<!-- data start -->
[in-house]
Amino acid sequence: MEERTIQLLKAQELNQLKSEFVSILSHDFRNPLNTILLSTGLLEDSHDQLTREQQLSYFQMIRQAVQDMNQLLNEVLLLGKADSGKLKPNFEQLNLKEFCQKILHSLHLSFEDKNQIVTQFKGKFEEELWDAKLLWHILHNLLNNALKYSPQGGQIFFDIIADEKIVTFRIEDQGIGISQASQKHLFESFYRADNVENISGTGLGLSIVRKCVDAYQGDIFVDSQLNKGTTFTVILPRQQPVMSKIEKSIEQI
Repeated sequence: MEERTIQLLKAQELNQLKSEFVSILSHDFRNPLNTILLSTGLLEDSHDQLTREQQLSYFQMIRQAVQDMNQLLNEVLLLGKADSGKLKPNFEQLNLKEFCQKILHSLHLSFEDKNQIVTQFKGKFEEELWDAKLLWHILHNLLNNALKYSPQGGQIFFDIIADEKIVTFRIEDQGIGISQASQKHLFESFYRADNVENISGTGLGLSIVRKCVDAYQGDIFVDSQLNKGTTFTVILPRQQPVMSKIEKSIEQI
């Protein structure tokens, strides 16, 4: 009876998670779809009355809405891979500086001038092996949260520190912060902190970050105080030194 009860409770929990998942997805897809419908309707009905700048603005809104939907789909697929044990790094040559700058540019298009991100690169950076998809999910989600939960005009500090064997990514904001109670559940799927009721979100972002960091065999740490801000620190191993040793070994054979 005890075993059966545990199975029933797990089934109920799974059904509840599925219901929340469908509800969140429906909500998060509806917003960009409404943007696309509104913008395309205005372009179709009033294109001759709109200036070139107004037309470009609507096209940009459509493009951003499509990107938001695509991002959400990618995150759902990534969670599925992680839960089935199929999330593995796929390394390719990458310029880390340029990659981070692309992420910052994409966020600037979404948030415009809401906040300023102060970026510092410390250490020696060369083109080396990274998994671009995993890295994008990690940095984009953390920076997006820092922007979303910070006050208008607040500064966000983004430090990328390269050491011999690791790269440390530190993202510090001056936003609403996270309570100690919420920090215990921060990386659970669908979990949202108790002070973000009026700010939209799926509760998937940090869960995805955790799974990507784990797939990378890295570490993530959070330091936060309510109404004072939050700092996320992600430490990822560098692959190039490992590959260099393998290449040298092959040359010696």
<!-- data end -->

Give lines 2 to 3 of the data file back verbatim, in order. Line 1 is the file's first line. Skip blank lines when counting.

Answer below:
Amino acid sequence: MEERTIQLLKAQELNQLKSEFVSILSHDFRNPLNTILLSTGLLEDSHDQLTREQQLSYFQMIRQAVQDMNQLLNEVLLLGKADSGKLKPNFEQLNLKEFCQKILHSLHLSFEDKNQIVTQFKGKFEEELWDAKLLWHILHNLLNNALKYSPQGGQIFFDIIADEKIVTFRIEDQGIGISQASQKHLFESFYRADNVENISGTGLGLSIVRKCVDAYQGDIFVDSQLNKGTTFTVILPRQQPVMSKIEKSIEQI
Repeated sequence: MEERTIQLLKAQELNQLKSEFVSILSHDFRNPLNTILLSTGLLEDSHDQLTREQQLSYFQMIRQAVQDMNQLLNEVLLLGKADSGKLKPNFEQLNLKEFCQKILHSLHLSFEDKNQIVTQFKGKFEEELWDAKLLWHILHNLLNNALKYSPQGGQIFFDIIADEKIVTFRIEDQGIGISQASQKHLFESFYRADNVENISGTGLGLSIVRKCVDAYQGDIFVDSQLNKGTTFTVILPRQQPVMSKIEKSIEQI